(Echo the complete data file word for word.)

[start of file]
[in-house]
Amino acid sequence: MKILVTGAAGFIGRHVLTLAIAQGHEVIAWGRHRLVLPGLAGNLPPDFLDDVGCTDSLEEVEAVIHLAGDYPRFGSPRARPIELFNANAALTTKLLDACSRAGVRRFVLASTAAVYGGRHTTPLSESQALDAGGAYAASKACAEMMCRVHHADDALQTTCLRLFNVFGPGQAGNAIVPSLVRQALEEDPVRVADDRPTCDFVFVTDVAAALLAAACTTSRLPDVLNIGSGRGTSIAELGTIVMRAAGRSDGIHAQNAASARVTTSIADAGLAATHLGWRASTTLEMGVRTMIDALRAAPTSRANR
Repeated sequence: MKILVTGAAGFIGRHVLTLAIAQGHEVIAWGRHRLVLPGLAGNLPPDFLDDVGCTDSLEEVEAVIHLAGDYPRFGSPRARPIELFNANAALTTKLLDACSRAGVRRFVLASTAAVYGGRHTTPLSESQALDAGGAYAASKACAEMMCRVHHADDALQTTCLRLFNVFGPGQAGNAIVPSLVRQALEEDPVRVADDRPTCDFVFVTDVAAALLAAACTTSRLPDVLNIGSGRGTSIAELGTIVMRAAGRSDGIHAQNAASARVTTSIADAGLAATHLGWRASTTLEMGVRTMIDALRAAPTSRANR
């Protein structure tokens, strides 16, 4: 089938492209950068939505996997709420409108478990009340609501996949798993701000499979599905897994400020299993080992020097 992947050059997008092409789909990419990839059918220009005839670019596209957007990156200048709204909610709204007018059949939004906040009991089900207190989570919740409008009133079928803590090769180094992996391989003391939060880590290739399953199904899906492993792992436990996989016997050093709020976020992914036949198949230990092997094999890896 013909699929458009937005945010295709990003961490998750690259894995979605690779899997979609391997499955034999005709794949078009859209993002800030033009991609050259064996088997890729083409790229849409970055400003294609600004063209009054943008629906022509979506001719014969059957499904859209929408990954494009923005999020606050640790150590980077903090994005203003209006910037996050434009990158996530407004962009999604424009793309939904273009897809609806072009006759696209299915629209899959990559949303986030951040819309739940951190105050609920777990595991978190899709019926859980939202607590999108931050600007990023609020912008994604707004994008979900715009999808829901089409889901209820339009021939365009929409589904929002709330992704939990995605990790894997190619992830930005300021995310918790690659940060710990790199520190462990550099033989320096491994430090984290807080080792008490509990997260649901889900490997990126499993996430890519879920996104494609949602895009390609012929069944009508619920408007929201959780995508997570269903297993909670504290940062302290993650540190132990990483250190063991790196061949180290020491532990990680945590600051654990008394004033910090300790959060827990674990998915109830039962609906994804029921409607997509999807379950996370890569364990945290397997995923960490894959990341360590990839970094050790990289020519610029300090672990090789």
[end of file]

[in-house]
Amino acid sequence: MKILVTGAAGFIGRHVLTLAIAQGHEVIAWGRHRLVLPGLAGNLPPDFLDDVGCTDSLEEVEAVIHLAGDYPRFGSPRARPIELFNANAALTTKLLDACSRAGVRRFVLASTAAVYGGRHTTPLSESQALDAGGAYAASKACAEMMCRVHHADDALQTTCLRLFNVFGPGQAGNAIVPSLVRQALEEDPVRVADDRPTCDFVFVTDVAAALLAAACTTSRLPDVLNIGSGRGTSIAELGTIVMRAAGRSDGIHAQNAASARVTTSIADAGLAATHLGWRASTTLEMGVRTMIDALRAAPTSRANR
Repeated sequence: MKILVTGAAGFIGRHVLTLAIAQGHEVIAWGRHRLVLPGLAGNLPPDFLDDVGCTDSLEEVEAVIHLAGDYPRFGSPRARPIELFNANAALTTKLLDACSRAGVRRFVLASTAAVYGGRHTTPLSESQALDAGGAYAASKACAEMMCRVHHADDALQTTCLRLFNVFGPGQAGNAIVPSLVRQALEEDPVRVADDRPTCDFVFVTDVAAALLAAACTTSRLPDVLNIGSGRGTSIAELGTIVMRAAGRSDGIHAQNAASARVTTSIADAGLAATHLGWRASTTLEMGVRTMIDALRAAPTSRANR
């Protein structure tokens, strides 16, 4: 089938492209950068939505996997709420409108478990009340609501996949798993701000499979599905897994400020299993080992020097 992947050059997008092409789909990419990839059918220009005839670019596209957007990156200048709204909610709204007018059949939004906040009991089900207190989570919740409008009133079928803590090769180094992996391989003391939060880590290739399953199904899906492993792992436990996989016997050093709020976020992914036949198949230990092997094999890896 013909699929458009937005945010295709990003961490998750690259894995979605690779899997979609391997499955034999005709794949078009859209993002800030033009991609050259064996088997890729083409790229849409970055400003294609600004063209009054943008629906022509979506001719014969059957499904859209929408990954494009923005999020606050640790150590980077903090994005203003209006910037996050434009990158996530407004962009999604424009793309939904273009897809609806072009006759696209299915629209899959990559949303986030951040819309739940951190105050609920777990595991978190899709019926859980939202607590999108931050600007990023609020912008994604707004994008979900715009999808829901089409889901209820339009021939365009929409589904929002709330992704939990995605990790894997190619992830930005300021995310918790690659940060710990790199520190462990550099033989320096491994430090984290807080080792008490509990997260649901889900490997990126499993996430890519879920996104494609949602895009390609012929069944009508619920408007929201959780995508997570269903297993909670504290940062302290993650540190132990990483250190063991790196061949180290020491532990990680945590600051654990008394004033910090300790959060827990674990998915109830039962609906994804029921409607997509999807379950996370890569364990945290397997995923960490894959990341360590990839970094050790990289020519610029300090672990090789």